A research group led by Professor Yoshikatsu Matsubayashi and graduate student Yuri Okubo, Graduate School of Science, Nagoya University, and designated lecturer Keiko Kuwata, Institute of Transformative Bio-Molecules, Nagoya University (ITbM), has announced the discovery of CEPH, the enzyme that switches on the nitrogen transporters involved in the uptake of nitrogen by plant roots. They searched for the gene that are induced when the hormone gene responsible for promoting nitrogen absorption moving from the leaf to the root of the Arabidopsis thaliana is overexpressed. It was found that CEPH switches the nitrogen ion transporter from inactive to active. The team established that plants with more of the enzyme than usual had more ability to absorb nitrogen. It is hoped the findings will contribute to the discovery of mechanisms by which plants adapt to the environment and to increased agricultural production. The research was published in the online edition of Nature Plants, the British science journal.
The nitrate transporting protein NRT2.1 mediates uptake of nitrogen from the roots of plants in response to environmental conditions and nitrogen demand from the plant itself, in the form of nitrate ions. The team found that nitrate ion transporters are switched off by phosphorylation modification. They are switched on when the phosphate group is removed. However, the dephosphorylating enzyme (the protein-dephosphorylating enzyme) was not known.
Previously, the research group discovered that the hormones that promote uptake of nitrate ions moving from leaves to roots were CEPD and CEPD2, and that these hormones increased expression of nitrate ion transporting genes in roots.
In this study, using Arabidopsis, the research group sought the gene that is strongly induced in the root of the plant where the hormone is overexpressed. They found a gene that is more strongly induced than the nitrate ion transporter gene. It was designated CEPH (CEPD-induced phosphatase) as it is thought to dephosphorylate the CEPD gene sequence and works to induce hormone-dependent expression in roots during nitrogen starvation.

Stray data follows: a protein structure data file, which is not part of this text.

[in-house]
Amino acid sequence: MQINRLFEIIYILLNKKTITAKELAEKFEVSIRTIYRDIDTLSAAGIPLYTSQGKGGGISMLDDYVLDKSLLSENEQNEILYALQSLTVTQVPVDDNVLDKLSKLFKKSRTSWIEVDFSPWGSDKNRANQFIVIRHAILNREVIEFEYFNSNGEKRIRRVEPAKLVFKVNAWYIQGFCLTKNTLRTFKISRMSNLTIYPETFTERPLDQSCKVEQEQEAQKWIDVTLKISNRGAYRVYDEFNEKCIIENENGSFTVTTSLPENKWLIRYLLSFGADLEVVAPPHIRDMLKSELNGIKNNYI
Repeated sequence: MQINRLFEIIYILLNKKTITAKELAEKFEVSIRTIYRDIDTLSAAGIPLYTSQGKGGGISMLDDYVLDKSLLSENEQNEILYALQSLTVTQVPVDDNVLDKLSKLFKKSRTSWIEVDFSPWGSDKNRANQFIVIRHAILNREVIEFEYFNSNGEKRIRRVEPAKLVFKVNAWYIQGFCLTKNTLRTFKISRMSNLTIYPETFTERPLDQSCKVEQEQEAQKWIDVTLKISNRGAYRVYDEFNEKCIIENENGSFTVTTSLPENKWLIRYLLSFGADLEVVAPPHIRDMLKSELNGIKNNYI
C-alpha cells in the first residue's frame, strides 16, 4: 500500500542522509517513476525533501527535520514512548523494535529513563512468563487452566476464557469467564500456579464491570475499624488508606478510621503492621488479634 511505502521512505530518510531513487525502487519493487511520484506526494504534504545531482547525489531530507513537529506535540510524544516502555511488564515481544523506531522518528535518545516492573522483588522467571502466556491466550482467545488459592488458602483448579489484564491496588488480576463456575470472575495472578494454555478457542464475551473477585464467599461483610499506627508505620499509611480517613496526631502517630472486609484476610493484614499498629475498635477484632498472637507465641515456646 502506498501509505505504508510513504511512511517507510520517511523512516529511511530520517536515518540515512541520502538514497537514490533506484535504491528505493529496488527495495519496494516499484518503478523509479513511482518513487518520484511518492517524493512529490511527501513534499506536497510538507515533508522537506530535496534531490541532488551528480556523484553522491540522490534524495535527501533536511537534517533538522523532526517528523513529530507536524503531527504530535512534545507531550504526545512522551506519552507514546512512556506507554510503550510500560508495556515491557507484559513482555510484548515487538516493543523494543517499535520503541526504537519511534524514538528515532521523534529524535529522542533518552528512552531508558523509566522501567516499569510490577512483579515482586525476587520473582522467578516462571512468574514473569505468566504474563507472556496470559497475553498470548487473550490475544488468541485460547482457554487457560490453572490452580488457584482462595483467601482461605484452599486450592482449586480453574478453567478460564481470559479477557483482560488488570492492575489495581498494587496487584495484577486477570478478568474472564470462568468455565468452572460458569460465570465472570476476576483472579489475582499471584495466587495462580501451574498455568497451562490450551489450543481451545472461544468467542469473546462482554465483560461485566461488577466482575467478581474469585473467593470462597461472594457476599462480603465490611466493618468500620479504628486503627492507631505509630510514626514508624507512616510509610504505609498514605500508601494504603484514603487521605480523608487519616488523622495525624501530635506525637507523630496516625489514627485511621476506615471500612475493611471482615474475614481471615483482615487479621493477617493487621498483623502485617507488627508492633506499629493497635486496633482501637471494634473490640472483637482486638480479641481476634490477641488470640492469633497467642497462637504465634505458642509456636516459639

Then, in order to analyse the function of the gene, a CEPH-deficient Arabidopsis plant was created and observed. Compared to a wild specimen, the CEPH-deficient plant displayed more symptoms of nitrogen starvation. The CEPH-deficient plant had smaller above-ground part, yellow coloration and about 40% less nitrate in its leaves and roots than its wild counterpart. When the CEPH gene was introduced to the deficient specimen, they established that the volume of nitrate in the leaves and roots returned to the level seen in the wild plant. In fact, where CEPH was well expressed, nitrate uptake activity increased.
In the exhaustive search for the target of CEPH, the group discovered it to be the 501st serine of the nitrate ion derivative. At the same time, a French research group reported the function of the 501st serine of the nitrate ion transporter. In light of both findings, the researchers ascertained that CEPH was the enzyme that dephosphorylated the nitrate ion transporter, thus switching it from inactive to active.
It is likely that plants synthesize a surplus of nitrate ion transporters when nitrogen is plentiful, keeping some inactive transporters in stock. They then induce and activate CEPH in response to the need for nitrogen when it is deficient. As an enzyme, CEPH can probably increase the uptake of nitrogen by efficiently activating nitrate ion transporters, because it can activate hundreds of times the number of the transporters with a single molecule.
Matsubayashi states that, "We hope to apply these findings to foundational technologies so that more crops can be produced with less fertilizer, either by increasing the action of the CEPH gene or by selecting strains with a strong CEPH gene function."
This article has been translated by JST with permission from The Science News Ltd.(https://sci-news.co.jp/). Unauthorized reproduction of the article and photographs is prohibited.